Suppose that you run a study with 90 subjects. The first 80 subjects show a fantastic result. You eagerly begin working on your forthcoming journal article, ready to share your findings with the world. However, upon running the final 10 subjects, you find that this result almost totally disappears. Bummer. An objective machine might say “maybe there isn’t anything here after all” and move on. But people aren’t objective, and they’ve got a stake in giving the world something that is deemed significant. So you decide to leave out those last few subjects, citing them as outliers and thus non-representative of the general population, and publish an article. A few years pass, and a number of researchers (less invested in your discovery) decide to take another look at that paper. They replicate your experimental design, but they fail to replicate your stellar results.
I don’t mean to cast a shadow of doom and gloom over the scientific enterprise. I just want to remind everyone that as long as human beings carry out scientific work, human faults will continue to plague our results. If we hope to come to an understanding of the world around us, it is important that we accept and anticipate the flaws inherent in our system.
via The New Yorker
Wow, many apologies for cutting off the (relatively) constant drip of science goodness I've had going on for the last few months. The past few weeks have been super hectic (I just got back from an interview in Seattle).
I've had to spend all of my writing time working on an article on memristors for the upcoming edition of the Berkeley Science Review. To that extent, I thought I'd share this interesting lecture by one Leon Chua, the original mind behind memristors and a huge supporter of their emergence into the scientific world today.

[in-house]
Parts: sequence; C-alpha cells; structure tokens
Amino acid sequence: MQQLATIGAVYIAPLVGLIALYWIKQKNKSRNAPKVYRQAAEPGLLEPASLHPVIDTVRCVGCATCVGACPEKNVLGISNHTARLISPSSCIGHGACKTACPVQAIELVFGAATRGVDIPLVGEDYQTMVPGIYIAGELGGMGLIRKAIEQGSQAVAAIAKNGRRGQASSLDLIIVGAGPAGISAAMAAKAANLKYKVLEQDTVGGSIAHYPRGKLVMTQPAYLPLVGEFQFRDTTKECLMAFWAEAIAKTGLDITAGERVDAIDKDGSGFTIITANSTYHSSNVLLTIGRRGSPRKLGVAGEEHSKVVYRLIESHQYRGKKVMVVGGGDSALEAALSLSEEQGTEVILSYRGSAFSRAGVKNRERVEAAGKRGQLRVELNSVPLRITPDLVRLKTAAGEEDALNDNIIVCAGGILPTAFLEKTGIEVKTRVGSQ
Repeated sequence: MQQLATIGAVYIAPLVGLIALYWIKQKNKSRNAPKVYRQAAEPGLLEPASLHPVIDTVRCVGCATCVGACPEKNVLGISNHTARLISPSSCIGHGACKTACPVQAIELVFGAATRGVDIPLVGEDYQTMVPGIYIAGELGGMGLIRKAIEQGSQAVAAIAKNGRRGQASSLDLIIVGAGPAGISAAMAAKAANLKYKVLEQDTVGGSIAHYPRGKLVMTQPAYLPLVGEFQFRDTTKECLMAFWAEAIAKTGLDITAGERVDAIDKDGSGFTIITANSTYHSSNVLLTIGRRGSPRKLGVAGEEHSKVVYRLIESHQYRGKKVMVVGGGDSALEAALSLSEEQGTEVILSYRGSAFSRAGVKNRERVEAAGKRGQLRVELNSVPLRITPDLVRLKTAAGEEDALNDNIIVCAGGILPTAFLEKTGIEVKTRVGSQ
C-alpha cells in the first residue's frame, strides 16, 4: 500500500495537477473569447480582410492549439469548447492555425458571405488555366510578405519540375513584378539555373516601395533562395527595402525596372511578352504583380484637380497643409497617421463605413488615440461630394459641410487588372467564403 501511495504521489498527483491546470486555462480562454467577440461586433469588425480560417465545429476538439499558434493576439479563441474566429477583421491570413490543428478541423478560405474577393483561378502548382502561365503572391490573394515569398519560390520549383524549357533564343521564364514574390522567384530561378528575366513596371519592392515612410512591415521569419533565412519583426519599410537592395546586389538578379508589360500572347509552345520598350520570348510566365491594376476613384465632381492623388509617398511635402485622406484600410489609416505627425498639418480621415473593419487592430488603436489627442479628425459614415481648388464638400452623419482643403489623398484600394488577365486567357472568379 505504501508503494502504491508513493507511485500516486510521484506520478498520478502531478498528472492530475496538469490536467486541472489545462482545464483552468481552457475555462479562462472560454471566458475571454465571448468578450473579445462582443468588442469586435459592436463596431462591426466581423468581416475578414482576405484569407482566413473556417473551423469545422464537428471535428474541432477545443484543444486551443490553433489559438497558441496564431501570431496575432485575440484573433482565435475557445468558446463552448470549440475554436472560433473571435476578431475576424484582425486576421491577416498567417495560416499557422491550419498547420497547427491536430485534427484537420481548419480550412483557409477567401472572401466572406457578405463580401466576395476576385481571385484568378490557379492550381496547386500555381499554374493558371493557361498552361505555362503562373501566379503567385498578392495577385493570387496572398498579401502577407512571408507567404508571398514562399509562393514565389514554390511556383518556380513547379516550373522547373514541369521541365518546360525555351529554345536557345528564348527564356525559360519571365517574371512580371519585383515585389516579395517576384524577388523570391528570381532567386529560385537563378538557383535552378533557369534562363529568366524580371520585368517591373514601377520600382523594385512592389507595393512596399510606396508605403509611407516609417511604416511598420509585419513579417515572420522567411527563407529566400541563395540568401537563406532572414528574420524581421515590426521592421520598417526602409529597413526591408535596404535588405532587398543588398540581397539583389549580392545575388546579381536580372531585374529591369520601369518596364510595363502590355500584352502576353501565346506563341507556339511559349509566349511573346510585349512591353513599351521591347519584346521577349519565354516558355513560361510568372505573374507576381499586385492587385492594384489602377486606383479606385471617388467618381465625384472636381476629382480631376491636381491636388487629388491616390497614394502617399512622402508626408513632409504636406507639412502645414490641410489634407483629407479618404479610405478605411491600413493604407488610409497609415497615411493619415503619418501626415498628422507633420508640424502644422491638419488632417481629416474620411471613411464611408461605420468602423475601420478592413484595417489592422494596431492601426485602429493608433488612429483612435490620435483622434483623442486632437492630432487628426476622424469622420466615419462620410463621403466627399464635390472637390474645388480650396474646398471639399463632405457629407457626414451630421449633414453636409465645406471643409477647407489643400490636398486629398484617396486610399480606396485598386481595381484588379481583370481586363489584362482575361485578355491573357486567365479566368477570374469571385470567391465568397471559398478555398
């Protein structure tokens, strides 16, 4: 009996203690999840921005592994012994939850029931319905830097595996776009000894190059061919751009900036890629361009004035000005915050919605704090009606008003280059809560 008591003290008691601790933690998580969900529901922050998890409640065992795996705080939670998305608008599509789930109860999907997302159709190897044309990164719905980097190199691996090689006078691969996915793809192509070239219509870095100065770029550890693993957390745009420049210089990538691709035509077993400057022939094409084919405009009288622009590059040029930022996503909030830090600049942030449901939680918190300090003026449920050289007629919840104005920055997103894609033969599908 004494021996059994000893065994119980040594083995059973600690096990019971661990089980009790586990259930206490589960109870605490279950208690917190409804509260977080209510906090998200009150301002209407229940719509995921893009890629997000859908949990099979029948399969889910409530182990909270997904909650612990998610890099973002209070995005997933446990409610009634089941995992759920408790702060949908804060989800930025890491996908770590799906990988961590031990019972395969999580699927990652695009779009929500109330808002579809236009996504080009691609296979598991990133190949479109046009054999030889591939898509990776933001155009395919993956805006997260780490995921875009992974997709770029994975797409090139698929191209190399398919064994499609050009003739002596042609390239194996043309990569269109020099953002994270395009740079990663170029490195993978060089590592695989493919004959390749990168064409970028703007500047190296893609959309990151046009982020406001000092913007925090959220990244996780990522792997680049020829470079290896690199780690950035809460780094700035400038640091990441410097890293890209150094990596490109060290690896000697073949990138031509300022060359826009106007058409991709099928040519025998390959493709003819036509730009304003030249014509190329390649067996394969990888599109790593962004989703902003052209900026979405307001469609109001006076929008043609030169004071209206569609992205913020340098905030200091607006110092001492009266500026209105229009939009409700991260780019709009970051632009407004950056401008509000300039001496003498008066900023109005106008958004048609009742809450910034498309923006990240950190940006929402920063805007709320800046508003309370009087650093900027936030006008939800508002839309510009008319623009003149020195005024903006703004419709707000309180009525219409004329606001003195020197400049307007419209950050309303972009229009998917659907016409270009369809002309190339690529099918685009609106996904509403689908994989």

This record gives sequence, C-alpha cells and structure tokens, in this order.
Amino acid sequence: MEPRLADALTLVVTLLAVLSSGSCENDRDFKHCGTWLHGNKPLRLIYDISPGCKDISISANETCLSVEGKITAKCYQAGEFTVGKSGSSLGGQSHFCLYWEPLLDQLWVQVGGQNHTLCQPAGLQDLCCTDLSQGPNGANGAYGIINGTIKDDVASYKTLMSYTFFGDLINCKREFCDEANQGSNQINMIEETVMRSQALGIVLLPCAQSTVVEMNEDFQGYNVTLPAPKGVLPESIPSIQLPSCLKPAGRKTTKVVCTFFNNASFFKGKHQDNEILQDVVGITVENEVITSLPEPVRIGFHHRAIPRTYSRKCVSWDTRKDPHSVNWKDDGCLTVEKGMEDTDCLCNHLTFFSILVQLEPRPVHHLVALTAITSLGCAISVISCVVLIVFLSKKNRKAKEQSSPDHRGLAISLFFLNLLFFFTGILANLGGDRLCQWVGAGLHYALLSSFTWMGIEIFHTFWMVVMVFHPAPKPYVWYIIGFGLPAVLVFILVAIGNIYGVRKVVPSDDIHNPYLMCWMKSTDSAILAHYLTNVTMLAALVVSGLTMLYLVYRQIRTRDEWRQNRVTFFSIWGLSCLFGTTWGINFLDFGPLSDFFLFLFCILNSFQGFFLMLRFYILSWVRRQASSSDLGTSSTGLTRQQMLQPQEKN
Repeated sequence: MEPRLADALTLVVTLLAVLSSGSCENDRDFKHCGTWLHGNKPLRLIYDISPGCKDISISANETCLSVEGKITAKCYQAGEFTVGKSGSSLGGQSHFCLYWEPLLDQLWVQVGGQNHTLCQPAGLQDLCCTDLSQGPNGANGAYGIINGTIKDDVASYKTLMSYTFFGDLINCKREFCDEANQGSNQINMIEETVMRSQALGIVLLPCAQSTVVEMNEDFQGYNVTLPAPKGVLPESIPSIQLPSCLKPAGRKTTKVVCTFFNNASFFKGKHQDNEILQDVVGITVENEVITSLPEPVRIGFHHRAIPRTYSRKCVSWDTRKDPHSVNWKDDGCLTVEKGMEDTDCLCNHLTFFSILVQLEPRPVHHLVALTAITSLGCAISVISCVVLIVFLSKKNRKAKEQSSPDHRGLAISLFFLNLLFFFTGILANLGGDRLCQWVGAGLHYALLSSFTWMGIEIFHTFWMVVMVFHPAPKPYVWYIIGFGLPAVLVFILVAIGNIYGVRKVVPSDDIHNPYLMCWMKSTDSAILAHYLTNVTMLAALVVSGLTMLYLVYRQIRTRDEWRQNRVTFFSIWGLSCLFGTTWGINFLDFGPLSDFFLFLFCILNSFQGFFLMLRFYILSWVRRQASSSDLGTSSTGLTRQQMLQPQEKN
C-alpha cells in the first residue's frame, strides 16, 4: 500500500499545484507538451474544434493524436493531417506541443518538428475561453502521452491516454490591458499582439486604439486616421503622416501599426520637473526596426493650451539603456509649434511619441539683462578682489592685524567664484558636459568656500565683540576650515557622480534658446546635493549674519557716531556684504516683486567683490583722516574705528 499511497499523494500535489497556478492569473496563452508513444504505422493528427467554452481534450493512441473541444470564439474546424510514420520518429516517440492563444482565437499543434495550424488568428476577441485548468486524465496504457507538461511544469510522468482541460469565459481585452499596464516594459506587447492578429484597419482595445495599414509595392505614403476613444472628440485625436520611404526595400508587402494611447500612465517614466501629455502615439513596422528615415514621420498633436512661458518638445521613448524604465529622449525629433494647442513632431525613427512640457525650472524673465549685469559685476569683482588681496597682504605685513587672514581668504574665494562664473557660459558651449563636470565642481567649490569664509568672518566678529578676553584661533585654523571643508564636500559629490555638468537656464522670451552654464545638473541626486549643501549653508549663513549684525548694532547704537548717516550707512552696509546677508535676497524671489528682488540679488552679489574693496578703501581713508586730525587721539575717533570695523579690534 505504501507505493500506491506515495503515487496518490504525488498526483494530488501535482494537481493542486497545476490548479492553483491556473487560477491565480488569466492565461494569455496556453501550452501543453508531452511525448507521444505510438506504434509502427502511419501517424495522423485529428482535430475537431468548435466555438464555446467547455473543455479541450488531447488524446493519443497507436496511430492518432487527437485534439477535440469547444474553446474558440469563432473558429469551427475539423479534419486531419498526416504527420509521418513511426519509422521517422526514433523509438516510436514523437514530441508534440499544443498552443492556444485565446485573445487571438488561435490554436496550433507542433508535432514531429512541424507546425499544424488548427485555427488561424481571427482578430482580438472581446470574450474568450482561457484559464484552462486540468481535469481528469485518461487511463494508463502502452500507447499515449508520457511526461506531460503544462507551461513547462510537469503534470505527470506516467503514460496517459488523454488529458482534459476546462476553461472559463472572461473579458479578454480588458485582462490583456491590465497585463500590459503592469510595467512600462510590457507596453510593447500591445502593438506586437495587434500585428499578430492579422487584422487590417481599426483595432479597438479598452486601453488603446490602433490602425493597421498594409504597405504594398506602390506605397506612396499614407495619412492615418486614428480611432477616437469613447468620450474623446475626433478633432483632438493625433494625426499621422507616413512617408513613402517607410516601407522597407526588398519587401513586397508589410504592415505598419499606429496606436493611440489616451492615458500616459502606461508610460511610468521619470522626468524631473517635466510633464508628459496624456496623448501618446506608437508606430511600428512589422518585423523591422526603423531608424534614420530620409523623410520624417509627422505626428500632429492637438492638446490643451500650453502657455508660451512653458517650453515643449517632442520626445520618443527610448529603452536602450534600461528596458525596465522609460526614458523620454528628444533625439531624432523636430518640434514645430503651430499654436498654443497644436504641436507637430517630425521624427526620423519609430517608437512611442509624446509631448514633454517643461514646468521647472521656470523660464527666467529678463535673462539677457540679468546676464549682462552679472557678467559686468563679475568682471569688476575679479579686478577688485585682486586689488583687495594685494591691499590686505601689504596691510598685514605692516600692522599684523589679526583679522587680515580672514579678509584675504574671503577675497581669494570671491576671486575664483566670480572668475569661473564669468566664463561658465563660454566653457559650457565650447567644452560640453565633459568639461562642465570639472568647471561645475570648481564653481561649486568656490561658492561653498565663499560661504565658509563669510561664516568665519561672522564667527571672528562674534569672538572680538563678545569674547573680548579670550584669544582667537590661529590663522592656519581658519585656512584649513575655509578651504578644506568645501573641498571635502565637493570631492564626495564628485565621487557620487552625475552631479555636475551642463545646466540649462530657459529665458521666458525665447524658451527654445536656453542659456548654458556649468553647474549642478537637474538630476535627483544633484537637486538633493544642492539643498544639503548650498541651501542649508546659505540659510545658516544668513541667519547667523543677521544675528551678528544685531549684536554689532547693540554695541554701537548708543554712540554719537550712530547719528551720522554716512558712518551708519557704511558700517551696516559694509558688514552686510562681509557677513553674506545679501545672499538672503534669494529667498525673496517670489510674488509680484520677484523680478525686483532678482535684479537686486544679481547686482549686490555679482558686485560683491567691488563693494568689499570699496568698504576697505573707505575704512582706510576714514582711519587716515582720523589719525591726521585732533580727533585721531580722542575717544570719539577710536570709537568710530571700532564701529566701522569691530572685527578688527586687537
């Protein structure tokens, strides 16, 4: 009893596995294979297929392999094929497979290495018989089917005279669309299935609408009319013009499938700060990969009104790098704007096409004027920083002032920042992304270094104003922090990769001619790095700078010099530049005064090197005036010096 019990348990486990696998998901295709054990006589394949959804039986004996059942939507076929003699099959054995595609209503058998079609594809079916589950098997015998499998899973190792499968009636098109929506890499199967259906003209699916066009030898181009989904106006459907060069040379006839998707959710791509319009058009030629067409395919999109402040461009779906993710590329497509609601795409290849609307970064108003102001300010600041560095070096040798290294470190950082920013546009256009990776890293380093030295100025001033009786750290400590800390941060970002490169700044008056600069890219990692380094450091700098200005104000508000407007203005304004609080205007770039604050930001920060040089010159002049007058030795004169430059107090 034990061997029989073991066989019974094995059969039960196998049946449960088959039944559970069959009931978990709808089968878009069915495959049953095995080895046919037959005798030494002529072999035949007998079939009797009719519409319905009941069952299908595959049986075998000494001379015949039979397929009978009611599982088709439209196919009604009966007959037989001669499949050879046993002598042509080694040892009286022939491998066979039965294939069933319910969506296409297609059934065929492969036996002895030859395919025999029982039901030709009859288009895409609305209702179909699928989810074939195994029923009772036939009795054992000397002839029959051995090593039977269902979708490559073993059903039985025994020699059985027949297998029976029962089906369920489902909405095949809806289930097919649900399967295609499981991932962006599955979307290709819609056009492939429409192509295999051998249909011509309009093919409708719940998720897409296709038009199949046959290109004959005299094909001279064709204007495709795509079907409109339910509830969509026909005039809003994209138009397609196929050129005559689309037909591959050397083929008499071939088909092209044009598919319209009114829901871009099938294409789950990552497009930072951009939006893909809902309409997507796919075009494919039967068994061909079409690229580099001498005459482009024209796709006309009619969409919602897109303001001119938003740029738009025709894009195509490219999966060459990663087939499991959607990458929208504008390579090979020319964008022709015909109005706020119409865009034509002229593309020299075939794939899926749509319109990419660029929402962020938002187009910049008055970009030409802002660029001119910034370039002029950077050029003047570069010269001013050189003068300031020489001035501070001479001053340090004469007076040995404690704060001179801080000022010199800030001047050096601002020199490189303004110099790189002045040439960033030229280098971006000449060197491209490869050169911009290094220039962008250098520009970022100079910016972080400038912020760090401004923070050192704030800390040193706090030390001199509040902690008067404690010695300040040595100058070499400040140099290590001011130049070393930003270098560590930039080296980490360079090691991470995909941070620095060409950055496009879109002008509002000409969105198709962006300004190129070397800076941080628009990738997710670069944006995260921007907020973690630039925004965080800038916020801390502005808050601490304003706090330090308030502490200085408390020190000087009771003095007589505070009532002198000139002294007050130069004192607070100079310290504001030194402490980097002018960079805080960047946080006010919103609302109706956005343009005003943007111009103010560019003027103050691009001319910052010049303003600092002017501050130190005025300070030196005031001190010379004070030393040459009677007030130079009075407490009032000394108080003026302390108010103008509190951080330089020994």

I'm not going to go into a ton of detail (you'll have to wait for the article for that!), but this is a general lecture on the ways in which memristors might be applied to physical models of the human brain.
(for those of you who have no idea what I'm talking about, check out this post on a team that is creating software to be used with memristor circuits)
Essentially, Chua is arguing that brains are already made up of memristors (though obviously not in the same sense that our circuit boards are). He points to the well-known behavior of synapses as strengthening/weakening their connection depending on whether the two neurons involved fire at the same time. This is a process called Hebbian learning, and Chua suspects memristors are just right for this job.
It's a bit long, so feel free to skip around to the parts that seem more interesting to you, but well worth the watch if you like thinking about how other physical systems might do things similar to natures method of biological computation.
Either way, I promise more regular posts from now on...that is, until my next interview period 🙂
via Memristor.org (detailing a conference on memristors last February)
As you may have noticed in the past few months (if not years), there is quite a bit of concern about the possible link between autism and vaccinations. If you were to look at almost any properly carried out independent study, you'd find that most of these allegations are completely ridiculous. Nevertheless, sensational claims seem to have a knack for outshining the factual evidence that contradicts them. The autism/vaccination "link" has caused a number of parents to intentionally avoid vaccinations for their children, resulting in a number of unnecessary deaths, including the recent outbreak in whooping cough in California.
It all started with a paper written by Andrew Wakefield in 1998. In the paper, he describes a number of children who had recently undergone vaccination for MMR (measles, mumps and rubella) and supposedly began showing signs of autism shortly thereafter. The author suggested that the MMR vaccine was causing these children to develop their symptoms.
Twelve years and who knows how many un-vaccinated children later, we finally get the truth: the original paper was rife with manipulation and deceit. In an article published in the British Medical Journal, Brian Deer recently took a critical look at the original paper, checking up on each patient and getting the facts straight regarding many of Dr. Wakefield's claims. Here is a quick list of errors that the author found (taken directly from the article):
Three of nine children reported with regressive autism did not have autism diagnosed at all. Only one child clearly had regressive autism.
Despite the paper claiming that all 12 children were “previously normal,” five had documented pre-existing developmental concerns.